Last month I quoted Jesus from The Gospel According to Thomas, where he says:
“If you bring forth what is within you, what is within you will save you.
If you do not bring forth what is within you, what is within you will destroy you.”
I talked about the ruptured relationships and social injustices that can occur when we fail to “bring forth” the fears and biases hidden within ourselves and the dominant culture.
I also shared the concept of Alaya or “storehouse consciousness.” Alaya is like an ocean of unconscious kleshas (mental states that cloud the mind) that are individual, ancestral and collective. These below-the-radar thoughts, intentions and implicit biases shape our behavior.
When we are triggered, our kleshas abruptly emerge as thoughtless or cruel actions. Since most of us want to see ourselves as a “good” person at all costs, it is common to instantly forget these actions.
My own father exemplified this dynamic. He would abuse me late at night, then express caring and concern for me during daylight hours.
This instant-amnesia prevents us from making amends or changing our behavior, whereas unearthing our kleshas supports choice and agency.
Below I share some principles and practices to quicken this unearthing process, this “evil twin” taming process, for the sake of personal wellbeing, relational healing and social justice.
Principle 1: Unearthing Takes a Lot of Energy
Some of the most helpful changes I have made in my life started with painful realizations that arose during a silent meditation retreat, where I had enough time–and more importantly, energy–for something new to emerge.
Make no mistake, self-archeology takes enormous energy. Retreat allows me to lean on the collective energy of a group that is focused on waking up, and on the steady energy of my teacher, who holds and encourages, goads and invites.
The retreat structure, which includes specific roles, schedules and collective meals, means I expend less energy than usual on logistics. The silence allows me to release the ordinary social interactions that consume so much energy. Every bit of that freed up energy is needed for practice.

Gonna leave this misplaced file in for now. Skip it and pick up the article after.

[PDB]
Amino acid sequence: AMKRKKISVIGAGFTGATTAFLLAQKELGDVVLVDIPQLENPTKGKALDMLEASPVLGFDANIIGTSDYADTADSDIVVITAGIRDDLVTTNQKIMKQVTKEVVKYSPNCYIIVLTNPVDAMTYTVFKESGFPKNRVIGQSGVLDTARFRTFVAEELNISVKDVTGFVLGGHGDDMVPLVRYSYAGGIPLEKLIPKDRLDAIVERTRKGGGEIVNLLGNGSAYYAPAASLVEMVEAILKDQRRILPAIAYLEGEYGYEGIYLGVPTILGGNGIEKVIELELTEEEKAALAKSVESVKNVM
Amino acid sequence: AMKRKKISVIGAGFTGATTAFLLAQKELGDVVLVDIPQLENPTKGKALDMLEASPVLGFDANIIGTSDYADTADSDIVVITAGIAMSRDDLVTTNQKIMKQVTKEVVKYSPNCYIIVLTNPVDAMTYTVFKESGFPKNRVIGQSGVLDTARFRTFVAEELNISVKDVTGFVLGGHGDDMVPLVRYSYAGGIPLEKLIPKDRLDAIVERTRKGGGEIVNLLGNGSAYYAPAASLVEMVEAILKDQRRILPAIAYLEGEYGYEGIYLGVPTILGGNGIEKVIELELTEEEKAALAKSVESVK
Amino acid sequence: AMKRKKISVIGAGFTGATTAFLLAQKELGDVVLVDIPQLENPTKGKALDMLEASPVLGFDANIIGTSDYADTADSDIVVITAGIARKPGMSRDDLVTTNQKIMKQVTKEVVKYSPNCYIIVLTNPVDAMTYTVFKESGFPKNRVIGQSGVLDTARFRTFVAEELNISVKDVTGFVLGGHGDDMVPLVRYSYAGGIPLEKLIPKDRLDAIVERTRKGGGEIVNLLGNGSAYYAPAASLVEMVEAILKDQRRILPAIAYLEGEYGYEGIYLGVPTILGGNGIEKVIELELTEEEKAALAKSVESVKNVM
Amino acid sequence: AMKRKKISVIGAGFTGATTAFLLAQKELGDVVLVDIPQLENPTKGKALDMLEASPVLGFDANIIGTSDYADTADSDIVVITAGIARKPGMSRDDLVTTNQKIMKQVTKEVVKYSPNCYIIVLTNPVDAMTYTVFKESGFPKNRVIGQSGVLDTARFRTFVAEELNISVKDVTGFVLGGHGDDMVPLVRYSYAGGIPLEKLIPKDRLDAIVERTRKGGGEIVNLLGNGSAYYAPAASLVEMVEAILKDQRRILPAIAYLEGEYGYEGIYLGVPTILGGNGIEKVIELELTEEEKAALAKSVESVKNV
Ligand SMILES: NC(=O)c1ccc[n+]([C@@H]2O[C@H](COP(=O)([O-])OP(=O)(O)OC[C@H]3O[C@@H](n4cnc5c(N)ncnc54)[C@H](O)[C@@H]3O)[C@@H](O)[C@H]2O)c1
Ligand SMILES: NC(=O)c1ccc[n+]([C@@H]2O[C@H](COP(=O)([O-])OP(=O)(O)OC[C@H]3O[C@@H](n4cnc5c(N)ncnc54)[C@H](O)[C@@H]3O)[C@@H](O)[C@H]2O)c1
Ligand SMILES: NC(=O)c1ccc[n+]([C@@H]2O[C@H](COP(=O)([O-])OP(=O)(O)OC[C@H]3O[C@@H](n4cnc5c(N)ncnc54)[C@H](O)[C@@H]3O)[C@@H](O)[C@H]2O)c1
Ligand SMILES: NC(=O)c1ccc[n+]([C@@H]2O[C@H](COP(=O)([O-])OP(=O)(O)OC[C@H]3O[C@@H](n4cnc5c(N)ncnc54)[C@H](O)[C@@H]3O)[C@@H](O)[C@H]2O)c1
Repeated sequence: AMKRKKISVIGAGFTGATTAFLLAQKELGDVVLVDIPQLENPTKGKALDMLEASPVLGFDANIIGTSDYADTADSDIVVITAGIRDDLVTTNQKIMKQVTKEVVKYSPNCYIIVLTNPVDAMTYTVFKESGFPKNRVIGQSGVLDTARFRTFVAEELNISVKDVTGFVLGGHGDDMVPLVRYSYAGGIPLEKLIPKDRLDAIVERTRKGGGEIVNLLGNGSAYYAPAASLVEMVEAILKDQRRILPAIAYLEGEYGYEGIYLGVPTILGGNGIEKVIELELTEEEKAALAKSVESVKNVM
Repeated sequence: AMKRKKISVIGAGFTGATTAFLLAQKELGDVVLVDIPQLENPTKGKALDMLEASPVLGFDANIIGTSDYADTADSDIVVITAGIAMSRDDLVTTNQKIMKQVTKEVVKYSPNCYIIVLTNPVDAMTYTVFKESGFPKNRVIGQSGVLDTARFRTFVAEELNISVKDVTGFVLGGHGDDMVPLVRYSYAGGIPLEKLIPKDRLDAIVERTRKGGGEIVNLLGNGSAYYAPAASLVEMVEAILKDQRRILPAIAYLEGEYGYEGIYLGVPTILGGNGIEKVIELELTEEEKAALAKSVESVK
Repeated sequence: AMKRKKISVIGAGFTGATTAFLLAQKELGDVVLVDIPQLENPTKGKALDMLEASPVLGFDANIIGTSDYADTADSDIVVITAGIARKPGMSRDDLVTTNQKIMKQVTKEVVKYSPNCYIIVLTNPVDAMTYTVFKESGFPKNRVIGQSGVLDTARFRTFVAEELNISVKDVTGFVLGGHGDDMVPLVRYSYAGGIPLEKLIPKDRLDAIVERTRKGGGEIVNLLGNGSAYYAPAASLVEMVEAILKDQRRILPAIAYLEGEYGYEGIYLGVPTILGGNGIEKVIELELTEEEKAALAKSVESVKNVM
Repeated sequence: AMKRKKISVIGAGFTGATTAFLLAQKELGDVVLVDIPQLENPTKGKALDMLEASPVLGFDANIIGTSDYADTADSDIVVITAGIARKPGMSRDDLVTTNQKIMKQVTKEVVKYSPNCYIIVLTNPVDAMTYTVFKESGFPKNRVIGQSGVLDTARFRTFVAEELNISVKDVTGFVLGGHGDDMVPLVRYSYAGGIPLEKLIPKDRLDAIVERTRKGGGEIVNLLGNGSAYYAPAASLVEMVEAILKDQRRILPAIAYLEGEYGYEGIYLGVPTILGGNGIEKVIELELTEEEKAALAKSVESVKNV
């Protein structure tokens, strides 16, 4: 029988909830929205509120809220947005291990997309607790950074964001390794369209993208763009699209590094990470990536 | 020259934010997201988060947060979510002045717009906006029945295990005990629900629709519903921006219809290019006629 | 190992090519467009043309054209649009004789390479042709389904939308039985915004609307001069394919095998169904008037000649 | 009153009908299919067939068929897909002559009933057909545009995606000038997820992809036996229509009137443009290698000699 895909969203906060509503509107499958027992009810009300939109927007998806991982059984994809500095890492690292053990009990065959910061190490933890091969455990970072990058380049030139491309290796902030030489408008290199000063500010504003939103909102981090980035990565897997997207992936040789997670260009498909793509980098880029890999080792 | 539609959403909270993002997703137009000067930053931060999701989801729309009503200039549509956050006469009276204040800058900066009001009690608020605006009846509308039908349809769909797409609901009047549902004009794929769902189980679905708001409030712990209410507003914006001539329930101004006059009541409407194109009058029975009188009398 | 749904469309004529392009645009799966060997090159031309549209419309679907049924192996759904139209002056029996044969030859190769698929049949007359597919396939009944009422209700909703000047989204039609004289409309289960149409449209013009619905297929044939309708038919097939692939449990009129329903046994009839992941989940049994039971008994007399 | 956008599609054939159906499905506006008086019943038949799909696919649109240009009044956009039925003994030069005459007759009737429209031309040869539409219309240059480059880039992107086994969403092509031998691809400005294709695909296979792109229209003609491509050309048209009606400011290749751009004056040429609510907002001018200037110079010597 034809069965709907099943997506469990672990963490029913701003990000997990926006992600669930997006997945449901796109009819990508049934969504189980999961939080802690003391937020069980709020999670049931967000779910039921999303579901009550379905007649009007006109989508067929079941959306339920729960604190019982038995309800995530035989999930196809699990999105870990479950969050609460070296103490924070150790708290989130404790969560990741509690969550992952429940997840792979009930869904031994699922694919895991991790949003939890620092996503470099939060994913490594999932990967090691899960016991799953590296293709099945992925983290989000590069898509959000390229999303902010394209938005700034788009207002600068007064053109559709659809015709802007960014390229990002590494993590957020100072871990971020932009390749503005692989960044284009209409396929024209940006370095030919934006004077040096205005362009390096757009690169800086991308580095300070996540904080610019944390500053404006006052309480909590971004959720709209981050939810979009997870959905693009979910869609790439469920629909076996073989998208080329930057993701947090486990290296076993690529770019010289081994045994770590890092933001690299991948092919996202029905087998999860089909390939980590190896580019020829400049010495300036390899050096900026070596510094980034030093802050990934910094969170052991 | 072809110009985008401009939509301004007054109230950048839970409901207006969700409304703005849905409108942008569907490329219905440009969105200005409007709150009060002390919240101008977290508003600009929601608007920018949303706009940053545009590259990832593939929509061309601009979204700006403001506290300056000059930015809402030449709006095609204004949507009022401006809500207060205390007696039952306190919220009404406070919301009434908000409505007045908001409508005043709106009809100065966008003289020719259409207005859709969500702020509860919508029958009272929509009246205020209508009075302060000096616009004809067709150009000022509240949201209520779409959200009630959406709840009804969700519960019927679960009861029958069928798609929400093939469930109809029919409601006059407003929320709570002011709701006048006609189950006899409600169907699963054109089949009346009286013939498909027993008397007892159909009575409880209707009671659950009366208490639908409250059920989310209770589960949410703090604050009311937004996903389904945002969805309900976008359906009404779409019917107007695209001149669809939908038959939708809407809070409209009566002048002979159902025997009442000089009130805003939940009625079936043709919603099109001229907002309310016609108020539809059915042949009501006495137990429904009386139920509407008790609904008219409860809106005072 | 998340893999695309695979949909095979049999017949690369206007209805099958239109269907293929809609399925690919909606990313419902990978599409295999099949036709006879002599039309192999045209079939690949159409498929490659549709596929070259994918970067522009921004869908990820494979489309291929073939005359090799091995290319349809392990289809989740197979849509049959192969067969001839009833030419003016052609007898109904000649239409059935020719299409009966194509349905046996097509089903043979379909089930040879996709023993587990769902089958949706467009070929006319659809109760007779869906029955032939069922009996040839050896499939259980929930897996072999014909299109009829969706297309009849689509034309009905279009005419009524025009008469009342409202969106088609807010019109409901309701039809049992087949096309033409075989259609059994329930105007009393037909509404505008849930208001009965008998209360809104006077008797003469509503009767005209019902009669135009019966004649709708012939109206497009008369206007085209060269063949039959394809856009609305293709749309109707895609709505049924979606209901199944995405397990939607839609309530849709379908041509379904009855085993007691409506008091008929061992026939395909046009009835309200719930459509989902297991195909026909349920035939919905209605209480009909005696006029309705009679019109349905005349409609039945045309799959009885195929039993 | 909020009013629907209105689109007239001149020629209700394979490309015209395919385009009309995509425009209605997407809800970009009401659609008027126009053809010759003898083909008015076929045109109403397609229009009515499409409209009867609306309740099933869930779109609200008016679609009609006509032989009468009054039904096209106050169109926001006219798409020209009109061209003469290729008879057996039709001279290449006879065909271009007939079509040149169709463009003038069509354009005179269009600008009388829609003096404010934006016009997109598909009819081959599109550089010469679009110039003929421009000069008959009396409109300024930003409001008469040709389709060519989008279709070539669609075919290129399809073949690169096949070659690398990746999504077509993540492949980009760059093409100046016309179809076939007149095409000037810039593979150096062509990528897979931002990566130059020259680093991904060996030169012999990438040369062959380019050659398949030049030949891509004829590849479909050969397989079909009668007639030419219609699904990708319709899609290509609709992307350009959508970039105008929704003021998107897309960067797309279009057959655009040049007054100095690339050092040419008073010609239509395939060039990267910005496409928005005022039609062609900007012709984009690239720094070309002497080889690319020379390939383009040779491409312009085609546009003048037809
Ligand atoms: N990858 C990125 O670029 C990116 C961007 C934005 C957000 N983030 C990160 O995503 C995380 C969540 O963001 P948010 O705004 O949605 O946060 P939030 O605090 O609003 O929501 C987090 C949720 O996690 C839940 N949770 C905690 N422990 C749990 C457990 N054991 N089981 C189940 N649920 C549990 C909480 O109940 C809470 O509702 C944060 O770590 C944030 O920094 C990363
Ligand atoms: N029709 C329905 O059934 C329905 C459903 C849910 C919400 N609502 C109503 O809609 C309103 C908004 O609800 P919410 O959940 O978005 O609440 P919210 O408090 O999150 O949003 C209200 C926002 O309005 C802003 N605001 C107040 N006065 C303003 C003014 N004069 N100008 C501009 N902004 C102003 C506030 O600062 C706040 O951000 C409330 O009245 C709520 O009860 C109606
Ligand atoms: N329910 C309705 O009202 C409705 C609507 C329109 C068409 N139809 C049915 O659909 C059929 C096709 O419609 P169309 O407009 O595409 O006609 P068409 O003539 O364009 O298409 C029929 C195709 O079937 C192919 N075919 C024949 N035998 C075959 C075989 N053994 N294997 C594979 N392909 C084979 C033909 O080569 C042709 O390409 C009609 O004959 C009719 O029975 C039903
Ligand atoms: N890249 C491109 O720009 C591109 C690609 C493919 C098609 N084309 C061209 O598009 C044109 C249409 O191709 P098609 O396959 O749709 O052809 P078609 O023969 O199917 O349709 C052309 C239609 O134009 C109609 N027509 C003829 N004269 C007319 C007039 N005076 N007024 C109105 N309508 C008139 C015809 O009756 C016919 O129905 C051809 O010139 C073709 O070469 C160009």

Within this retreat container, profound excavations are possible. Some of the material I have discovered in myself while on retreat is so unthinkable, so unacceptable to my surface personality that I cannot keep it in my awareness unless I write it down. I cling to my pen and journal for dear life.
This, plus the sangha, teachings, silence and my teacher’s presence, ground me enough that I can stay with it, breathing, writing, crying, shaking, doula-ing this alarming newborn into daylight.
Principle 2: Unearthing Takes Curiosity and Compassion
As we saw last month, Anam Thubten suggests “inviting our hidden thoughts to tea.” This welcoming host attitude can prevent shame, and that’s a good thing, because that emotional *zing!* of shame distracts us from noticing our harmful thoughts and behaviors.
To gaze steadily at our evil twins requires curious and compassionate eyes.
Compassion develops our capacity to face and feel what we dread being or becoming. Curiosity helps us ask, “What makes me so fearful that I lash out?” Or, “Why does self-righteousness feel so intoxicating?”
If we cannot feel it–all of it–then we have no toehold to change it. Our evil twins will continue to ambush us and destroy what we care about.
Principle 3: Unearthing Takes Patience and Persistence
Potent *aha* moments do not happen everyday; they are sandwiched between mundane awareness practice. Transformation arises from “dojo style” learning, where you practice the same thing over and over, throughout your life.
We need to regularly set time and energy aside in order to keep evolving.
Even when *ahas* arrive, we tend to forget them. So we need reminders. We likely will have to encounter the same material again and again before can integrate that *aha* into daily life.